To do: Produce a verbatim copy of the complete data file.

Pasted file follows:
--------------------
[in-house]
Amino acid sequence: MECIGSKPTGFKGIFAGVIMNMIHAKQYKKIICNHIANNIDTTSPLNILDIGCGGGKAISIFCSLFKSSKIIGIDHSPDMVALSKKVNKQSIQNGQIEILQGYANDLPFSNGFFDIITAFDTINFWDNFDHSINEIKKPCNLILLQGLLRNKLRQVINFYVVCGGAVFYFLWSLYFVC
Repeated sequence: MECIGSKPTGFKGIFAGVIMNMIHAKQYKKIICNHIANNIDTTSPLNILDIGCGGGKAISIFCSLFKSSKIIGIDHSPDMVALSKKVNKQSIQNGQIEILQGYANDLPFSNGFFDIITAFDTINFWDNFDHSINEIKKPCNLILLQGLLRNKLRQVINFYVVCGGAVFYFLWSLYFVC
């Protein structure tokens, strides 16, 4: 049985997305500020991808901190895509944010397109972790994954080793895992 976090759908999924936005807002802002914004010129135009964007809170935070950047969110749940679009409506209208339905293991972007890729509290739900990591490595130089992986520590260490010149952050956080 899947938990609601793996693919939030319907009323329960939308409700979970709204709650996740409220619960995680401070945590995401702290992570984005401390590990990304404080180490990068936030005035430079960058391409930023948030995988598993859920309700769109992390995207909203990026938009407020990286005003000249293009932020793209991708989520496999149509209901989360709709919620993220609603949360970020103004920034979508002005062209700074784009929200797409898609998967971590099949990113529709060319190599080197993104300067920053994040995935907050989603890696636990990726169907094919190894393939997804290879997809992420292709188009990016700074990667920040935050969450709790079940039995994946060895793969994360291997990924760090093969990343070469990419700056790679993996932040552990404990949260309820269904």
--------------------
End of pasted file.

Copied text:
[in-house]
Amino acid sequence: MECIGSKPTGFKGIFAGVIMNMIHAKQYKKIICNHIANNIDTTSPLNILDIGCGGGKAISIFCSLFKSSKIIGIDHSPDMVALSKKVNKQSIQNGQIEILQGYANDLPFSNGFFDIITAFDTINFWDNFDHSINEIKKPCNLILLQGLLRNKLRQVINFYVVCGGAVFYFLWSLYFVC
Repeated sequence: MECIGSKPTGFKGIFAGVIMNMIHAKQYKKIICNHIANNIDTTSPLNILDIGCGGGKAISIFCSLFKSSKIIGIDHSPDMVALSKKVNKQSIQNGQIEILQGYANDLPFSNGFFDIITAFDTINFWDNFDHSINEIKKPCNLILLQGLLRNKLRQVINFYVVCGGAVFYFLWSLYFVC
């Protein structure tokens, strides 16, 4: 049985997305500020991808901190895509944010397109972790994954080793895992 976090759908999924936005807002802002914004010129135009964007809170935070950047969110749940679009409506209208339905293991972007890729509290739900990591490595130089992986520590260490010149952050956080 899947938990609601793996693919939030319907009323329960939308409700979970709204709650996740409220619960995680401070945590995401702290992570984005401390590990990304404080180490990068936030005035430079960058391409930023948030995988598993859920309700769109992390995207909203990026938009407020990286005003000249293009932020793209991708989520496999149509209901989360709709919620993220609603949360970020103004920034979508002005062209700074784009929200797409898609998967971590099949990113529709060319190599080197993104300067920053994040995935907050989603890696636990990726169907094919190894393939997804290879997809992420292709188009990016700074990667920040935050969450709790079940039995994946060895793969994360291997990924760090093969990343070469990419700056790679993996932040552990404990949260309820269904």